"After their 14th or 15th hour on the job, nurses are questioning
their judgment," says Mary Robinson, a nurse for 30 years. Robinson
is one of 600 nurses in Flint who've been on strike since November
8 against mandatory overtime. The strikers say that at McLaren Regional
Medical Center, Flint's premier hospital, it's not unusual for management
to schedule RNs for 16-hour days. Robinson, for example, works 3
p.m. to 11:30 p.m. in the recovery room but may have to stay another
eight hours. "We can then be expected to be back the next day at
3 p.m.," she says.
At New York's Nyack Hospital, nurses walked the picket line for
151 days last winter. RN Mary Louise Cahill says that when a nurse
filed a grievance for being forced to work two shifts in a row,
"they told her every time she came to work, she should be prepared
The Flint and Nyack strikes are part of a wave of resistance to
the long hours that
nurses say threaten patient well-being. About 16 percent of U.S. nurses
belong to unions. "All the studies show that once you've gone through
10 hours, you've lost your edge," says Kay McVay, president of the
31,000-member California Nurses
Association (CNA). "In this industry if you're tired and you make
a mistake, it can mean a life."
Nurses and Autoworkers walk
the picket line in Flint, Michigan.
PHIL HELMS/COURTESY OF MICHIGAN
In Massachusetts, the Board of Registration in Nursing has issued
an advisory that refusal to work overtime will not be considered
a charge that can cost a nurse her license. This removes one threat
from hospital managers' inventory of tactics for coercing nurses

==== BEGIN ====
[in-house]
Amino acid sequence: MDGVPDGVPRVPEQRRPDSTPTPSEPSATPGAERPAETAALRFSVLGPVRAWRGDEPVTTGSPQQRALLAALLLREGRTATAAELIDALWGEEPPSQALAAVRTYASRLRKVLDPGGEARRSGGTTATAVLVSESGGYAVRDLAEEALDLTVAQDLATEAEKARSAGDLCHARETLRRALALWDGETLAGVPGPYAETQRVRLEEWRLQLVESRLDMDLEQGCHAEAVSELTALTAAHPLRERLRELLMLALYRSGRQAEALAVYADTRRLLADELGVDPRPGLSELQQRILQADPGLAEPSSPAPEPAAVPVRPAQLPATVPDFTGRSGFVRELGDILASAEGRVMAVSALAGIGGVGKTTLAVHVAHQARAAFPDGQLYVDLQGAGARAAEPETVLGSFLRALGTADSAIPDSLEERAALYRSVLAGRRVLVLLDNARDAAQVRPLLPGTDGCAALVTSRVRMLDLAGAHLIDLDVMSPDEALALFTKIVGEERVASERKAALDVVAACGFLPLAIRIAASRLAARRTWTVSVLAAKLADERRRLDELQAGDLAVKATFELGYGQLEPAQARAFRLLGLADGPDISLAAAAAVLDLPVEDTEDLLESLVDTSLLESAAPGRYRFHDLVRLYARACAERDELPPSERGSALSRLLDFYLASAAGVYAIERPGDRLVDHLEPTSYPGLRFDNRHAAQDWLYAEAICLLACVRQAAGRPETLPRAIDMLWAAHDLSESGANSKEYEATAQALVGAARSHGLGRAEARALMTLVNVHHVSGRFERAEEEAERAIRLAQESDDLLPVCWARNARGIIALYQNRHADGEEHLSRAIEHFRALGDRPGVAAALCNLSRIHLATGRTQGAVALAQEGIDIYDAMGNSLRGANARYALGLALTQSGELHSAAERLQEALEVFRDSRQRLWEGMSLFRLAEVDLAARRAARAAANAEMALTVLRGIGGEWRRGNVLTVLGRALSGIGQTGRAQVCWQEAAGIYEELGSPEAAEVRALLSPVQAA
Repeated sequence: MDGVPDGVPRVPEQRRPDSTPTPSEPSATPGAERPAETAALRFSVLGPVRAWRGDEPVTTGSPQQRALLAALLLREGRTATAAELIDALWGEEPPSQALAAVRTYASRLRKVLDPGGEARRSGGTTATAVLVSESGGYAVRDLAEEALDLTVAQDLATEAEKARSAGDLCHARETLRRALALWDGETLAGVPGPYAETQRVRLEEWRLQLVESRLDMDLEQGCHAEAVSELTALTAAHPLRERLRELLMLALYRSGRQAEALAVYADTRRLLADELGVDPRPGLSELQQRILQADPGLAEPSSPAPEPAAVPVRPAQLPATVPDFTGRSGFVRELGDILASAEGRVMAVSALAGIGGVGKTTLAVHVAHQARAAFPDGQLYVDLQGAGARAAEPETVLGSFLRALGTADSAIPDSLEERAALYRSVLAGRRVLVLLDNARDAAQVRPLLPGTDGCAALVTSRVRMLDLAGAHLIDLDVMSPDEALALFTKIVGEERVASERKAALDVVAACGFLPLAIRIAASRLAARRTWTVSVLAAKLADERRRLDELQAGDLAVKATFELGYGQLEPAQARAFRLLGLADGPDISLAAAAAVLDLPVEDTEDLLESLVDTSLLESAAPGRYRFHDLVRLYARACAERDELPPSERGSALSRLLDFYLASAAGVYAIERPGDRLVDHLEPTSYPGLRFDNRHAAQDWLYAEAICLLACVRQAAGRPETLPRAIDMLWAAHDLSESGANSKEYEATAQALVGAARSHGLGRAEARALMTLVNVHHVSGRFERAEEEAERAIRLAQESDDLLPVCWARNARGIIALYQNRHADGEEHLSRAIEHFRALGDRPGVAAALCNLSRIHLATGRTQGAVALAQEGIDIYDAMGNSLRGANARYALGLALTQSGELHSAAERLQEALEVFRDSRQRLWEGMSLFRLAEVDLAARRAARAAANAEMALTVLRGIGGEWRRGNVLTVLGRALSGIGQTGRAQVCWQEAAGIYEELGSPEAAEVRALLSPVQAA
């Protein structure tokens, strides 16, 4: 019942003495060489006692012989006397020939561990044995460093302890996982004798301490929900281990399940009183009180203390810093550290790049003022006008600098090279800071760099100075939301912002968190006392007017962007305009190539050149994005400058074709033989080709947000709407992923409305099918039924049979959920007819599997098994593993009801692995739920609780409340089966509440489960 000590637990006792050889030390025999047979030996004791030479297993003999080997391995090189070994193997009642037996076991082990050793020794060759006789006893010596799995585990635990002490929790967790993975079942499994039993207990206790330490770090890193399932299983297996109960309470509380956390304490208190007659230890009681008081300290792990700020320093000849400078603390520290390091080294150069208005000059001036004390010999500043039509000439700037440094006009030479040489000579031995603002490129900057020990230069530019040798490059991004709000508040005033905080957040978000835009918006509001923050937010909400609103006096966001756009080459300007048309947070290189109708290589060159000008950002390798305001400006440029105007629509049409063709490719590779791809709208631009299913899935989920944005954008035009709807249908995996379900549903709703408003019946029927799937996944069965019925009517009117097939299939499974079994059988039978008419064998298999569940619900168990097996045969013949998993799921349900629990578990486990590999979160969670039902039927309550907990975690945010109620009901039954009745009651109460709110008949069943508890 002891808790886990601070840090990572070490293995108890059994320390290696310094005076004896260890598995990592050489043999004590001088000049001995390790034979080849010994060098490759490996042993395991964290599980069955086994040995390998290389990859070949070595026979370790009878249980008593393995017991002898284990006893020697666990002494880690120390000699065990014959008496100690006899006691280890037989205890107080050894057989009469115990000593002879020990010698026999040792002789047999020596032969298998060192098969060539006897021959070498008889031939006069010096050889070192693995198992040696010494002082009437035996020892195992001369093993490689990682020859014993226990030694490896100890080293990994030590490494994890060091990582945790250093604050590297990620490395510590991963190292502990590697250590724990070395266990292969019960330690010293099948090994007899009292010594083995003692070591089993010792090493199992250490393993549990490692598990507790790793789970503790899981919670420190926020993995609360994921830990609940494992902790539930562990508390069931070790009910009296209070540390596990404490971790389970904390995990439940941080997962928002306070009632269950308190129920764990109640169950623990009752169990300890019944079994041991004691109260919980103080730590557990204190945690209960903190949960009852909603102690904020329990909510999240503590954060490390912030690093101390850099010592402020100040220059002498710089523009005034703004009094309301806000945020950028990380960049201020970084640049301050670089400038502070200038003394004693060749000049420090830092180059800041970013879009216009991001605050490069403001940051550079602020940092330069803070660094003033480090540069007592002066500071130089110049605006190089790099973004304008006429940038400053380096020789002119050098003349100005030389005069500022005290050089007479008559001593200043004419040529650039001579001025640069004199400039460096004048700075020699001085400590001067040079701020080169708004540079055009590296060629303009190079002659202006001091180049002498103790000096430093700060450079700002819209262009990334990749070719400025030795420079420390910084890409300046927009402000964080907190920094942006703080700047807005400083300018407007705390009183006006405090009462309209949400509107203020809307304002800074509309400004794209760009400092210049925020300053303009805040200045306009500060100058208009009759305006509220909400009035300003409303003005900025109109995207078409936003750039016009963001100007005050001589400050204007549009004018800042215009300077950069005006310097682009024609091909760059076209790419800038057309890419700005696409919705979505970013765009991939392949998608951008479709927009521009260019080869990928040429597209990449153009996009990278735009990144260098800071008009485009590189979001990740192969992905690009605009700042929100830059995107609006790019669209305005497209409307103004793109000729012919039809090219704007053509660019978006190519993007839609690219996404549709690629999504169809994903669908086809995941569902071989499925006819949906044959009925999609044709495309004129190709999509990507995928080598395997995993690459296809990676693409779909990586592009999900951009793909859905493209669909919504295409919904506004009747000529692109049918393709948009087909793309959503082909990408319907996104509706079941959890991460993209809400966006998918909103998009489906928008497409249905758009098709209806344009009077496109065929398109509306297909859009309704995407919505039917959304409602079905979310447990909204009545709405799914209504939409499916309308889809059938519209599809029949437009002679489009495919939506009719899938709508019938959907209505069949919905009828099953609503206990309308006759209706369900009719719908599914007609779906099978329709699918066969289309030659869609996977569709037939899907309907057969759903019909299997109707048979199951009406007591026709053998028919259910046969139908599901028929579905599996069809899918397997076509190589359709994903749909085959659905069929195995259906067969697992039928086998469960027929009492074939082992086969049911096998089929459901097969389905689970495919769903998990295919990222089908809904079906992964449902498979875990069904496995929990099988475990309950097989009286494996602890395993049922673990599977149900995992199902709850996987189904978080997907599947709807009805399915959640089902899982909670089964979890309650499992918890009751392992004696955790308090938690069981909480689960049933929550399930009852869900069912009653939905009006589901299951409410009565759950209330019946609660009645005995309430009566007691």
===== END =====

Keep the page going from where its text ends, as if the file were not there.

to work more.
The American Nurses Association
(ANA) has issued a consumer alert about hospitals' growing tendency
to use mandatory overtime as a normal staffing mechanism. It's part
of the "lean workplace" creed: Management tries to match staffing
levels to a fluctuating patient census. Paying overtime is cheaper
than hiring more staff because of the cost of benefits.
Suzanne Gordon, co-author of From Silence to Voice: What Nurses
Know and Must Communicate to the Public, says that nurses are
working harder every hour they're on the floor. Because insurance
companies and HMOs have cut back on reimbursements, patient stays
are shorter and patients' needs are more acute. With shorter stays,
a unit may experience a 40 percent patient turnover in 24 hours--and
the work is front-loaded for each stay. "It's not that management
is saying to a nurse with four patients 'you have to work 12 hours,'
" Gordon says. "It's a nurse with 14 patients."
News Flash Update:
Nurses settle strike with McLaren!
Visit AFSCME Local 875 website: www.afscme875.org.